FG traces looted funds to US, UK and other European countries.

The Federal Government has started tracing looted Nigerian funds to foreign countries with the aim of retrieving them.
This move came after the declaration by President Muhammadu Buhari on his first day in Aso Villa office that he inherited an almost empty treasury from his predecessor, Dr. Goodluck Jonathan, thus vowing that his administration would recover all the looted funds kept in foreign banks by corrupt Nigerians.
The President was quoted as saying in a statement signed by his Special Adviser on Media and Publicity, Mr. Femi Adesina.
“The next three months may be hard, but billions of dollars can be recovered, and we will do our best,”
Some of the countries where looted funds from Nigeria have been kept in the past include Liechtenstein, Luxembourg, Switzerland, the United Kingdom and the United States. Others are France, Germany, British Virgin Islands and other tax havens spread across the globe.
Adesina, who confirmed the move in an exclusive interview with Saturday PUNCH on Thursday, said, the search for the looted funds will not be limited to these countries but anywhere in the world where they may be hidden.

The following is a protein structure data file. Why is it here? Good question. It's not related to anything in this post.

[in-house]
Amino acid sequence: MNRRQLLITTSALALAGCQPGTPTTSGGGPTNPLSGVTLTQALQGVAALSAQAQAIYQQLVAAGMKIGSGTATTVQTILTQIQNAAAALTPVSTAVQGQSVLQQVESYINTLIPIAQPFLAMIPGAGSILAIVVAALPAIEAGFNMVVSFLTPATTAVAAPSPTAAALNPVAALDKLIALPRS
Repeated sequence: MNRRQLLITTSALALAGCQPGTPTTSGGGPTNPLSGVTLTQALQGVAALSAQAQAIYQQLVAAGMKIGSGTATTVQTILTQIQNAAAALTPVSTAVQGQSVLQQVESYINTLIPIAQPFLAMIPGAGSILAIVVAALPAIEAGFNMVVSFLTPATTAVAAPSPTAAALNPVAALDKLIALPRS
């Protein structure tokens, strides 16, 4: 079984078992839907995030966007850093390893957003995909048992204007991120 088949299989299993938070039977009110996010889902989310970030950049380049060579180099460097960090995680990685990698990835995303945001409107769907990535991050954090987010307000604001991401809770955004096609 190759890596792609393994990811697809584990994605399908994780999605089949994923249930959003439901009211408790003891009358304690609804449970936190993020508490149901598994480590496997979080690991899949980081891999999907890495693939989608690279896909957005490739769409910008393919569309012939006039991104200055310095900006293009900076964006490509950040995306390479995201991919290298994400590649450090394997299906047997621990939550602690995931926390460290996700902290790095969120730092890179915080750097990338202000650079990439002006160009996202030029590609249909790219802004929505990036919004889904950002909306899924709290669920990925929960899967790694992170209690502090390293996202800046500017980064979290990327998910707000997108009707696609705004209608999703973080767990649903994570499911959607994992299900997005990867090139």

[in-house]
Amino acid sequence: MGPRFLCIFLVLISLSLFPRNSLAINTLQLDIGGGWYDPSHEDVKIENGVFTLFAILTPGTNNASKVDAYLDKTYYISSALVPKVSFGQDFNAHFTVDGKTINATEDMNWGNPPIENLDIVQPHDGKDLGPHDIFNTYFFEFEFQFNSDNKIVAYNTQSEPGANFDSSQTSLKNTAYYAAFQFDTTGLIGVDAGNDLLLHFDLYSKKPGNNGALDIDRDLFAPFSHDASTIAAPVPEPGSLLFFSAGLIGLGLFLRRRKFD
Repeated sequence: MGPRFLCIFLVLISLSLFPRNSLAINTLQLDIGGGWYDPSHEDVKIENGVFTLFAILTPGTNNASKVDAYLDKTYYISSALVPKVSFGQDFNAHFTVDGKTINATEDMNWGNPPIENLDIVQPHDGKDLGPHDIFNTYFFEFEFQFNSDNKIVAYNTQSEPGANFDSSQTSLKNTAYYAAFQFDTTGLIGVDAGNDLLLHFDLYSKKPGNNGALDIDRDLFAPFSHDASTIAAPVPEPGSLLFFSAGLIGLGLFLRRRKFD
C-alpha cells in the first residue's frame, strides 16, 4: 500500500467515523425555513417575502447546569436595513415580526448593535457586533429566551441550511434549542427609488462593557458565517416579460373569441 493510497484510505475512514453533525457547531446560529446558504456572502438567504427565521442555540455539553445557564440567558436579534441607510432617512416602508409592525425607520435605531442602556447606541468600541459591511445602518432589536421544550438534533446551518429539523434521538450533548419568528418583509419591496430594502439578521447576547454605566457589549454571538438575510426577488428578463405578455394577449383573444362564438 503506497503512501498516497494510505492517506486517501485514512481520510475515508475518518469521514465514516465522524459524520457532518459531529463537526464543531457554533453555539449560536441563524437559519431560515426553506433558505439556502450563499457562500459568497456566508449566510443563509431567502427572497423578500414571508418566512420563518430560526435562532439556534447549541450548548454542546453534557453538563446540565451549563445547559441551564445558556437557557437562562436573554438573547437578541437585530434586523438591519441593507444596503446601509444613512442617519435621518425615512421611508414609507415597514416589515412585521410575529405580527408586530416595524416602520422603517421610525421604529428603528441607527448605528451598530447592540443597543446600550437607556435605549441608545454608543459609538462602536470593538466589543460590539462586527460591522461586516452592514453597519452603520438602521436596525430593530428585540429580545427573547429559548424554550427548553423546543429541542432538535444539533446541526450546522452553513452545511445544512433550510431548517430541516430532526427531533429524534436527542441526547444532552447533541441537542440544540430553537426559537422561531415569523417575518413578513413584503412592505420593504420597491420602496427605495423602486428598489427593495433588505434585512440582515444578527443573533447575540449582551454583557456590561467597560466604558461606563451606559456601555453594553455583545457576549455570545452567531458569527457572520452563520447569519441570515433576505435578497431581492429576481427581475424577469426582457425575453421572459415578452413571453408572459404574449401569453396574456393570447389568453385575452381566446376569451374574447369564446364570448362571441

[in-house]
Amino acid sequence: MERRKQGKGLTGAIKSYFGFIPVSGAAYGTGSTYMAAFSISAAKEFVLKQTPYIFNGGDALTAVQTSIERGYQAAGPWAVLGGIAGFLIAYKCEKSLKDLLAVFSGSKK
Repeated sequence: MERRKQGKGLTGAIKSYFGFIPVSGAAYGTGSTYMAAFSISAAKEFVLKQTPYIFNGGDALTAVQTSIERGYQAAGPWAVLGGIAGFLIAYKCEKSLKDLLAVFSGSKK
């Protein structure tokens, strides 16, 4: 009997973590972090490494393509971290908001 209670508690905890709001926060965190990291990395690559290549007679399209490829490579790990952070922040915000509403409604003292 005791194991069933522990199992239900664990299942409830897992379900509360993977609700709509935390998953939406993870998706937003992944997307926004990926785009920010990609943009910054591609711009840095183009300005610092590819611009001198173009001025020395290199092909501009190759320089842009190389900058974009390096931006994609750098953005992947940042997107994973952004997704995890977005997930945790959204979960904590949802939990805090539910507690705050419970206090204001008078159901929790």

He said,
“The search will not only cover UK, US, Switzerland, Germany and other known havens for Nigerian looted funds but will cover everywhere under the sun. Anywhere and everywhere that the looted funds are, we have an assurance from the United States of America to assist us to repatriate these funds from anywhere under the sun.”
It was learnt that the Federal Government’s investigation was meant to identify the individuals who were involved in corrupt practices and ascertain the sums of money involved with a view to retrieving them.
Anti-corruption agencies will also play a prominent role in the exercise targeted at corrupt government officials in the recent past administration and their private sector collaborators, among others.
To this end, Adeniyi said that the Federal Government is planning to engage the services of foreign private investigators to help trace and find looted funds belonging to the people of Nigeria.
“Everything that needs to be done to get all those funds repatriated will be done, including engaging private investigators,” the Presidential spokesperson added.
Buhari had lamented that officials of the recent past government jettisoned all financial and administrative instructions put in place in parastatals and agencies while embracing impunity, lack of accountability and financial recklessness in the management of national resources.
This, the President said, had thrown the country into financial crisis.